More organized and accessible data
The third block was devoted to the GEOSS Data Management Principles (DMP) research and implementation. To introduce the topic we used a horror story (actually a cartoon) by Karen Hanson, Alisa Surkis and Karen Yacobucci (NYU Health Sciences Library):
In it we can see a scientist trying to get the data behind a scientific paper from the original author. The story represents all you should not do in data management. During the discussion we recognized that in recent years, substantial work has been done on defining data management principles based on international recognized standards for Earth observation and implanting them in numerous data services that are nowadays part of the GEOSS. EuroGEOSS should focus on educating data managers on the benefits of data sharing and providing the necessary support for sustaining the data centers. Additionally, scientists need to receive recognition for managing data properly.
In some Mediterranean countries and in other parts of the world, efforts on preventing data losses, a better data sharing attitude and more support for data infrastructures are still needed.
Proper mechanisms for publishing scientific papers need to go in parallel with the ones for publishing data, such as the Digital Object Identifier (DOI) for data and proper data citation. The scientific publication industry is adapting by offering also journals for describing and exposing data, and Science journal is just one example. Reviewing and verifying data is still challenging. That is because remote sensing data quality need validation by in-situ observations and this might not be easily available to the reviewers that can only rely on expert opinions. Even if the situation is better in the more industrialized countries, in some Mediterranean countries (e.g. in the GEO-Cradle project geographical scope) and in other parts of the world, efforts on preventing data losses, a better data sharing attitude and more support for data infrastructures are still needed.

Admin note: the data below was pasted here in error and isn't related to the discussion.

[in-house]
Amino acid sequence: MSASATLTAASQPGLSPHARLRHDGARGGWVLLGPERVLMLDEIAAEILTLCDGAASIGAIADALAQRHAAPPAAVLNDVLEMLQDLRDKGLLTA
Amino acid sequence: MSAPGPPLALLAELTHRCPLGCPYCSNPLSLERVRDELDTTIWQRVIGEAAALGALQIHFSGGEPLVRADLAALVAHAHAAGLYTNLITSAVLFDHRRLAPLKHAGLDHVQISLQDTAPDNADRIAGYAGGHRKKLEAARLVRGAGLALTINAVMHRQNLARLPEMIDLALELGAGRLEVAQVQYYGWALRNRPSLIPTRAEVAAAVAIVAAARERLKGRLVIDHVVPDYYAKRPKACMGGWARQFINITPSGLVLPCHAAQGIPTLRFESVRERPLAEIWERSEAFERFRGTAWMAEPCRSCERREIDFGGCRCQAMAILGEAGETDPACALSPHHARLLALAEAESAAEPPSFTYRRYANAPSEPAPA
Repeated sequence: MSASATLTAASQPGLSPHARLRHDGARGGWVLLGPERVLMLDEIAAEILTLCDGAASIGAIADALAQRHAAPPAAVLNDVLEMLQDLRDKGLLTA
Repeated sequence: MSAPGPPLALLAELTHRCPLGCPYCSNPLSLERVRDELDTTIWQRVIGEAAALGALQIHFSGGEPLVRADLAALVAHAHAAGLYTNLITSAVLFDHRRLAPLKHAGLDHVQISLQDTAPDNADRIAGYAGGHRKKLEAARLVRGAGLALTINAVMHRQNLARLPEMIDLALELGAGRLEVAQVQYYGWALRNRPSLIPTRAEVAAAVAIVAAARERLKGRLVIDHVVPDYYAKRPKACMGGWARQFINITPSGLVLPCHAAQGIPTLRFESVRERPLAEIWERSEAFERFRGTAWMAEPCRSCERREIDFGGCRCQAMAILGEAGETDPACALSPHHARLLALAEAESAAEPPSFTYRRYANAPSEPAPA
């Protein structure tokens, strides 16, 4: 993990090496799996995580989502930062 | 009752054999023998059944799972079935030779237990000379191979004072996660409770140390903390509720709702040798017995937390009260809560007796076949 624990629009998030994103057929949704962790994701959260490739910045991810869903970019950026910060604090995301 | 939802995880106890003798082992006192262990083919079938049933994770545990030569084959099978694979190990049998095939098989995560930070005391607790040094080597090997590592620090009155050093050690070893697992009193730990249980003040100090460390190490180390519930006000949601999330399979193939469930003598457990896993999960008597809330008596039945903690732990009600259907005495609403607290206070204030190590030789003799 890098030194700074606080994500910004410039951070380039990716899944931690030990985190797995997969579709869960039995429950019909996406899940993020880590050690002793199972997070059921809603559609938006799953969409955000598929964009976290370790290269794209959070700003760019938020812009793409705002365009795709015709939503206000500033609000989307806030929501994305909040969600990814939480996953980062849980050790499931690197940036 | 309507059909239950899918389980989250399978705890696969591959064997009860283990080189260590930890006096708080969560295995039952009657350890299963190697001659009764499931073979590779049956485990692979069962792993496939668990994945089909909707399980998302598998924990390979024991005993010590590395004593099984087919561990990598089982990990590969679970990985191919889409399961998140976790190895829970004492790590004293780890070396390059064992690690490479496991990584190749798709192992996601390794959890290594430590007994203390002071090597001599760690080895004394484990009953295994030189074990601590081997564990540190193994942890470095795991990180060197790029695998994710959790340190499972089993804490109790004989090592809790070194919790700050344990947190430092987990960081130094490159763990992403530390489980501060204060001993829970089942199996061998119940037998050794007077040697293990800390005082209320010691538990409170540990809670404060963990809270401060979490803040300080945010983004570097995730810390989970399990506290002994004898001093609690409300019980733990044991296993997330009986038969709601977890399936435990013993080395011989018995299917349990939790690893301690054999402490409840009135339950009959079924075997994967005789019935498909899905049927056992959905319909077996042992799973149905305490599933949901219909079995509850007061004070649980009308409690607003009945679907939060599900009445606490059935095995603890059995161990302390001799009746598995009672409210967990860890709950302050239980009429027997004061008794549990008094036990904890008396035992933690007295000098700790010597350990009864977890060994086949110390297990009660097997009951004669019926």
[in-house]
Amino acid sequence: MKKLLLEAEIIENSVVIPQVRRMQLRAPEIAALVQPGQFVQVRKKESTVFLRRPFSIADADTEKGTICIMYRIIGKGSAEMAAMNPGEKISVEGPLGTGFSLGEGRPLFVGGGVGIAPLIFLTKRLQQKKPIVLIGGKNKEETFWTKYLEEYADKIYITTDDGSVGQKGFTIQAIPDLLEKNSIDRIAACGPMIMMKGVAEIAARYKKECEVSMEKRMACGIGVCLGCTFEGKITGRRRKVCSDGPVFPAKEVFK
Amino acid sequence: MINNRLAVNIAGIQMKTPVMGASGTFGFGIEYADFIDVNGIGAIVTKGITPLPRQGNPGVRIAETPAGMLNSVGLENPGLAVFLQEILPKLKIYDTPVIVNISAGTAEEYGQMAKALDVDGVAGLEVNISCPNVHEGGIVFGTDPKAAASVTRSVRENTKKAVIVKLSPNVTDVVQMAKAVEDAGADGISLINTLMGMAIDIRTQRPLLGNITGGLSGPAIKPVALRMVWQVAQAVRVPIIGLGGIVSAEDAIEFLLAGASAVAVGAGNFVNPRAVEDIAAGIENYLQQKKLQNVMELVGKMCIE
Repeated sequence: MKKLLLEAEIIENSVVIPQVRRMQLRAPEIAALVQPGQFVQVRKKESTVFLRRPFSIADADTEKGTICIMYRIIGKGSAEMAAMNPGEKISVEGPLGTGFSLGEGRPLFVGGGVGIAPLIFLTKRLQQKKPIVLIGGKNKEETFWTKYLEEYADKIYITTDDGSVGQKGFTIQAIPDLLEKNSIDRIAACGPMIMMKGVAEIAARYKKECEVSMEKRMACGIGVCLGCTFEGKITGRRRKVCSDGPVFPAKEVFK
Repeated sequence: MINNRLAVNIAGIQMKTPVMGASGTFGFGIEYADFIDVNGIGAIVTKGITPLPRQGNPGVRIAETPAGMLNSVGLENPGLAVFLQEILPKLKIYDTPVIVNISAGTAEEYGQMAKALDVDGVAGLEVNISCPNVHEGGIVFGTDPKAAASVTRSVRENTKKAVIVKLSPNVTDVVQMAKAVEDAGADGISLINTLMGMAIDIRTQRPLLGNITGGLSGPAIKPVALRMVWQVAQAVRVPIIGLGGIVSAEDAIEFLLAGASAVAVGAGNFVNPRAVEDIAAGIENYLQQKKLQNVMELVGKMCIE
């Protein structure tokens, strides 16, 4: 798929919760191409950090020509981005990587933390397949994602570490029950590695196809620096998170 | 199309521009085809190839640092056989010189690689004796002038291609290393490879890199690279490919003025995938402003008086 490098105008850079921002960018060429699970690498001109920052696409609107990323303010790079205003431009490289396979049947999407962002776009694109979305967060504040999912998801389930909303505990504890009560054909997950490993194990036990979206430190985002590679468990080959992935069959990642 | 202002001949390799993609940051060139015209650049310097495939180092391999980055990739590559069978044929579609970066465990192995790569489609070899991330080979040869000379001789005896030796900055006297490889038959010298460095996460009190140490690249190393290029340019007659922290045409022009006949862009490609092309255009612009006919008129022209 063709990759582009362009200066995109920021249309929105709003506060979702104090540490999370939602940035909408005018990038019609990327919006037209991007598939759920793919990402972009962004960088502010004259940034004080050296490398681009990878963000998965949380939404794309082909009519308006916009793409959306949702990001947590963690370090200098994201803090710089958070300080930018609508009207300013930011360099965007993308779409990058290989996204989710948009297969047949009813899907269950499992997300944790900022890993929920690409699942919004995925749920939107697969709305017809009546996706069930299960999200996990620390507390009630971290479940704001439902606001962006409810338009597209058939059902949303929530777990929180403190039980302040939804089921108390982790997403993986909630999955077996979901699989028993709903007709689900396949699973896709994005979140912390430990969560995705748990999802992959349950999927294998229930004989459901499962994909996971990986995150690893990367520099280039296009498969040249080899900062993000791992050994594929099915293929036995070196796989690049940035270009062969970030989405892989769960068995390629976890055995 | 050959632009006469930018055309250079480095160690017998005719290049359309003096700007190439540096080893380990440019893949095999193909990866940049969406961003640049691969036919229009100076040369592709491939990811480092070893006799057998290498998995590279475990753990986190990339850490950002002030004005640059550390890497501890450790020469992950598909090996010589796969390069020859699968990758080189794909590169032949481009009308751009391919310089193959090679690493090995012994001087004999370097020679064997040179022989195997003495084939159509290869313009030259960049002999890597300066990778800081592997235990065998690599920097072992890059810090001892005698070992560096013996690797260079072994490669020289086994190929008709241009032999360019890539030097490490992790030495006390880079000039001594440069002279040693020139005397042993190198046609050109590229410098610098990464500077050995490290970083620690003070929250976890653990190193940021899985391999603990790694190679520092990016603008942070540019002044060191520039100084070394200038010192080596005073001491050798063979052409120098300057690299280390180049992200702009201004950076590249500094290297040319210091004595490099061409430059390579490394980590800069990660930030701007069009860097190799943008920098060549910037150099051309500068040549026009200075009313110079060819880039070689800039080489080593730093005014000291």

The day concluded with an European Commission event where the concept of the EuroGEOSS initiative was exposed. Europe has been contributing to GEOSS since the beginning, and it is the variety in origins and topics of these contributions that convinced the High Level Working Group and the European Caucus that a formal coordination initiative is required to articulate the European contribution in a more efficient and visible way. After some months of design, Washington DC was the scenario of the official launching of EuroGEOSS.